Van Hammer defeated Doug Summers in a minute and 14 seconds, but the match was still about a minute too long. Doug Summers appeared to be less than thrilled to be there and kicked out almost before the three count at the finish. Summers, known for his tag run alongside Buddy Rose years earlier in the AWA, looked like a gas station attendant. I’m not sure how Van Hammer had the gimmick of a rock star or brought a guitar to the ring when he couldn’t actually play it. Somehow Van Hammer is a worse person than he is a pro wrestler, which you can Google search if you want the details.
The WCW Phantom defeated Tom Zenk is roughly 60 seconds and appeared later for a promo to reveal that it was Rick Rude. It goes without saying that Rude was a major acquisition for WCW and his work in this era was one of the highlights during a time when former Pizza Hut executive, Jim Herd insisted the company book goofy gimmicks.
Brian Pillman defeated Richard Morton to win the short-lived WCW Light Heavyweight title, and the match was fine, but on paper, you would probably expect more from this match. If I had to pick a specific reason, the ill-fate Morton heel turn to join the York foundation just didn’t get over. Morton was a trademark baby face and it was just odd to see him work as a heel.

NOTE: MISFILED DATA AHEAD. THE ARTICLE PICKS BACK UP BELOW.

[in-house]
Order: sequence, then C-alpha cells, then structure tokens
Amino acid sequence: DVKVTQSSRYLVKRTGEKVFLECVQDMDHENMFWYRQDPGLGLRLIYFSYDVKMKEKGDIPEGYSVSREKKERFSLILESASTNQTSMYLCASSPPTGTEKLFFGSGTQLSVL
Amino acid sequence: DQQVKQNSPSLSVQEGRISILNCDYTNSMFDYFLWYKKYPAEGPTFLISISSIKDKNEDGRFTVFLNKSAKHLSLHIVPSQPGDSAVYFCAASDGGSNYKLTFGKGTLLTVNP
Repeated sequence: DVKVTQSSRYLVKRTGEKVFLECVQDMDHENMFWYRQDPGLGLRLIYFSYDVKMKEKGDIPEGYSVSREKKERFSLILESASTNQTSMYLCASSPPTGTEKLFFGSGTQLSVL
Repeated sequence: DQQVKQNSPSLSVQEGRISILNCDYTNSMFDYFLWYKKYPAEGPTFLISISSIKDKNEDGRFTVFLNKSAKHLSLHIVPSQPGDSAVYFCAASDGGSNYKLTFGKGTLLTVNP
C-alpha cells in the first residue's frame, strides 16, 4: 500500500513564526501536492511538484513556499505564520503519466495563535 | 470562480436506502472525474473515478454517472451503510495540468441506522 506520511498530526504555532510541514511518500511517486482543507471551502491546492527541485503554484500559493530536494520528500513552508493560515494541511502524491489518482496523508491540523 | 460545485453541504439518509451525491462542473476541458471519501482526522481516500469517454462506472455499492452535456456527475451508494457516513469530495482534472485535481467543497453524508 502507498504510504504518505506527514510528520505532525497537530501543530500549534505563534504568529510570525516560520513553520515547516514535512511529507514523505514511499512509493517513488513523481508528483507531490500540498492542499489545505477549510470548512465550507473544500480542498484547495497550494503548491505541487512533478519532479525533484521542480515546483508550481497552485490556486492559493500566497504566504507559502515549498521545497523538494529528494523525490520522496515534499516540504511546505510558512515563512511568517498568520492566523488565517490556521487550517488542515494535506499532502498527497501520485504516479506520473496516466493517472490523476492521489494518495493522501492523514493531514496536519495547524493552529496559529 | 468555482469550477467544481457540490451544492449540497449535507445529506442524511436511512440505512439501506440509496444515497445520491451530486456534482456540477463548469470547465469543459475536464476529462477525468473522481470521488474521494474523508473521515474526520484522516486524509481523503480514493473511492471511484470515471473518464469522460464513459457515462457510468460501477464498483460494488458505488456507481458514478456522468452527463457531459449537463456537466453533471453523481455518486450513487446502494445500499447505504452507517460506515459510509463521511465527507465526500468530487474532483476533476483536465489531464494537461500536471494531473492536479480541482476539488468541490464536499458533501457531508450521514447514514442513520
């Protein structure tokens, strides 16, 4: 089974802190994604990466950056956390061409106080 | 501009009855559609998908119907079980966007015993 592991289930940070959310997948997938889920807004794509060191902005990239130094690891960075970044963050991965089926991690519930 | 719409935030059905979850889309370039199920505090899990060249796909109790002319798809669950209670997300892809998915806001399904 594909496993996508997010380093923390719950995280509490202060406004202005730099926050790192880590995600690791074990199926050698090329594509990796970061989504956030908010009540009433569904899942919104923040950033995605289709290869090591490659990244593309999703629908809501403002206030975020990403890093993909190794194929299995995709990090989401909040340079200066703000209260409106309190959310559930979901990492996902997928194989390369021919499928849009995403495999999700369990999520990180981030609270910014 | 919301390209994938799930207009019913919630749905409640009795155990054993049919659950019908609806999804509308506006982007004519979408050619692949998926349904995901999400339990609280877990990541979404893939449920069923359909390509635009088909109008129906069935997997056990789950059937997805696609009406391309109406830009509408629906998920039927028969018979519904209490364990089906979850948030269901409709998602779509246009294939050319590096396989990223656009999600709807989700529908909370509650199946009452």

The Enforcers, Arn Anderson and Larry Zbyszko, defended their world tag titles against the US tag champions, Firebreaker Chip and Todd Champion. I wasn’t aware that Chip and Champion held titles and it’s unfortunate that this review brought it to light. The bout consisted of sloppy work from the challengers while the Arn and Larry Z literally worked circles around their opponents. If Firebreaker Chip and Todd Champion were the best option for the US tag champions then it’s probably the best example of all time as to why a promotion shouldn’t have two sets of tag titles. Thank god, the Enforcers retained the world titles for the finish of the contest.
The main event was Lex Luger defending the world title against Ron Simmons in a two out of three falls match. Keep in mind, this was the era when Ric Flair to the actual “Big Gold Belt” to WWF television after a dispute with Herd. Lex was over at various points in his career, but almost anyone put in the position to follow Flair as champion, especially after the way he exited the company, would be in a tough spot. The built up to the match was really well-done with a video package of Ron Simmons training and it highlighted his football background. The psychology of the bout also worked well, with Harley Race in as the manager for Luger, and Dusty Rhodes in the challenger’s corner. Between falls, Harley and Dusty gave each competitor advice, similar to boxing, and it really gave the match a main event atmosphere. The actual in-ring stuff was okay, but wasn’t really at the level of a pay-per-view main event. Again, Lex was a draw for different stints, but he didn’t have the versatility to go twenty minutes in the main event of a pay-per-view.
What do you think? Comment below with your thoughts, opinions, feedback and anything else that was raised.
Until next week